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Which Is the Best Court for Your Business Dispute?

by | Insights

Many New York business disputes wind up in court. Most people do not think about which court is best for their business dispute, but it can make a significant difference in the time, cost, and expertise needed to favorably resolve your matter. In New York, business lawsuits should be filed in the Commercial Division of the New York State Supreme Court. The Commercial Division resolves challenging commercial cases and its primary goal is the cost‐effective, predictable, and fair adjudication of complex commercial cases. This goal is achieved “by virtue of its specialized subject matter jurisdiction, exceptional judicial expertise, rules and procedures dedicated to commercial practice.” In that regard, the Commercial Division offers several advantages to litigants, including the following.

  1. Judges who Specialize in Business Disputes. The Judges assigned to the Commercial Division exclusively handle business litigation. As a result, they have extensive experience handling the complex issues that tend to arise in business cases. This can be invaluable in litigation because the Judge and, ostensibly the attorneys appearing there, are already knowledgeable about the law and procedure that governs the dispute. In that regard, efficiency reigns. 
  2. Rules of Procedure to Streamline the Litigation. The Commercial Division has its own procedural rules designed to increase efficiency and, therefore, reduce the time required to complete the litigation. The goal of the Court is to allow businesses to resolve their disputes in a predictable fashion, knowing that the business community expects as much when litigating in the financial capital of the world.
  3. Limitations on Discovery Where Appropriate. Among the procedural advantages of the Commercial Division are rules that presumptively limit discovery, including limitations on the length and number of depositions, as well as limitations on the number and subject matter encompassed within interrogatories. These restrictions force the parties to focus, and increase efficiencies, so that the crucial issues can be addressed sooner than later.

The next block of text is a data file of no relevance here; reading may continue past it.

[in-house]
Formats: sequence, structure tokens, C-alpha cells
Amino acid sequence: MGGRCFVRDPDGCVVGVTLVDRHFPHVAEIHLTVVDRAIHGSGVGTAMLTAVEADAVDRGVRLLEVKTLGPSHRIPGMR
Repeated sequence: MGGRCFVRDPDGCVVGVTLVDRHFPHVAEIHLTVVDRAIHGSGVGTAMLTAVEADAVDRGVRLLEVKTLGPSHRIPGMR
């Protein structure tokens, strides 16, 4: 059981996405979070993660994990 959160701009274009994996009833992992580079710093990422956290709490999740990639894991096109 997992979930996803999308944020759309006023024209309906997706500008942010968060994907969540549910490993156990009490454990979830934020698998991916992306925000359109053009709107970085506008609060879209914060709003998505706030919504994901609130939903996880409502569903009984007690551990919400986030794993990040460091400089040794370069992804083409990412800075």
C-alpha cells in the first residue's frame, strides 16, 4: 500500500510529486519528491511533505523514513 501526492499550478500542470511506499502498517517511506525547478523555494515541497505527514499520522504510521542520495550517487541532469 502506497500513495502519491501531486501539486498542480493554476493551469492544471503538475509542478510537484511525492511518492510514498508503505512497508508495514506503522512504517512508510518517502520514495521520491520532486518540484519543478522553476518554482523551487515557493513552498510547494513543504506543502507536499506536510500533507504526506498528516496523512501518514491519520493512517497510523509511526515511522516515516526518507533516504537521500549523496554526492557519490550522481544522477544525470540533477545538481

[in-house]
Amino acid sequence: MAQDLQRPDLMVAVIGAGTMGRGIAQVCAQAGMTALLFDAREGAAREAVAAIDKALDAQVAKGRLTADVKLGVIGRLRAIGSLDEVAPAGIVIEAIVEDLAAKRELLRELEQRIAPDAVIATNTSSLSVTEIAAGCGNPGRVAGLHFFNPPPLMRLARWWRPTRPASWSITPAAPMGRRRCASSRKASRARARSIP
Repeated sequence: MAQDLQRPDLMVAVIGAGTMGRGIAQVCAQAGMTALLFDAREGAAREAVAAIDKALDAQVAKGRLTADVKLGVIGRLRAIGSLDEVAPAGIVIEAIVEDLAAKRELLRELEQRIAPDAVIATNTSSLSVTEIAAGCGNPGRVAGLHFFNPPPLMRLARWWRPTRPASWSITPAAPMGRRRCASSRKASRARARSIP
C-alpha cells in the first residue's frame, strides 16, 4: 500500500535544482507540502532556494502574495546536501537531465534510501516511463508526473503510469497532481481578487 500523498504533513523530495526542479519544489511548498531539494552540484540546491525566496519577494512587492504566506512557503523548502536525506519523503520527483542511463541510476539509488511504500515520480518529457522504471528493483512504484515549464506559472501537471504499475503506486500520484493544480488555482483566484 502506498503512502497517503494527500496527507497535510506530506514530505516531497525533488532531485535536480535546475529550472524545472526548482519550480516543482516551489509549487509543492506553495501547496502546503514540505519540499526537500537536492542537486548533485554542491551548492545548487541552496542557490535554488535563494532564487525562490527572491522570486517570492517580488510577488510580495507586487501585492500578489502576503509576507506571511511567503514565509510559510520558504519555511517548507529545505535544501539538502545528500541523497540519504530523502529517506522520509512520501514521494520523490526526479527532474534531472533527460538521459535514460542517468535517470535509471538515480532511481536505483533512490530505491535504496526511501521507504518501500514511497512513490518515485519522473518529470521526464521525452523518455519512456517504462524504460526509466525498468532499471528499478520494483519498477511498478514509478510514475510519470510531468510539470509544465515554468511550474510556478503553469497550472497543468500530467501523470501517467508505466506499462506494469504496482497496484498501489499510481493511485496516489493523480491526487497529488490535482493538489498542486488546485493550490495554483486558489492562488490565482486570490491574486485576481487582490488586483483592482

4. Expedited Litigation via Rule 9 Accelerated Adjudication Actions. Certain cases may even qualify for expedited trials. If the lawsuit qualifies under Rule 9, all pre-trial proceedings, including all discovery, pre-trial motions, and mandatory mediation, are completed so that the parties are ready for trial within 9 months from the date of filing of a Request of Judicial Intervention (RJI). A typical lawsuit may take years.
  5. Expert Witness Deposition. The Commercial Division allows the parties to depose an adversary’s expert witnesses before trial. This enables litigants to determine the strengths and weaknesses of their relative positions and may act as an incentive to settle the case before it goes to trial. In most non-Commercial cases, there is no per se right to conduct an expert deposition prior to trial, so the Commercial Division offers an inherent advantage over non-Commercial matters.    
  6. Same Judge from Inception Through Trial. Outside the Commercial Division, it is common for litigants to be assigned one judge who handles the case from inception until it has to go to trial and then a new trial judge is assigned, who has no personal knowledge of the parties, the case, or what has occurred pre-trial. In the Commercial Division, the same judge remains involved from inception through trial.

Qualified business attorneys know to go to the Commercial Division and are familiar with that Court’s specific procedures and the Judges who preside there. As a litigant, the key is to choose the right attorney to help you choosing the best court for your business dispute.

To learn how we can help you with a business litigation, contact us for a consultation.





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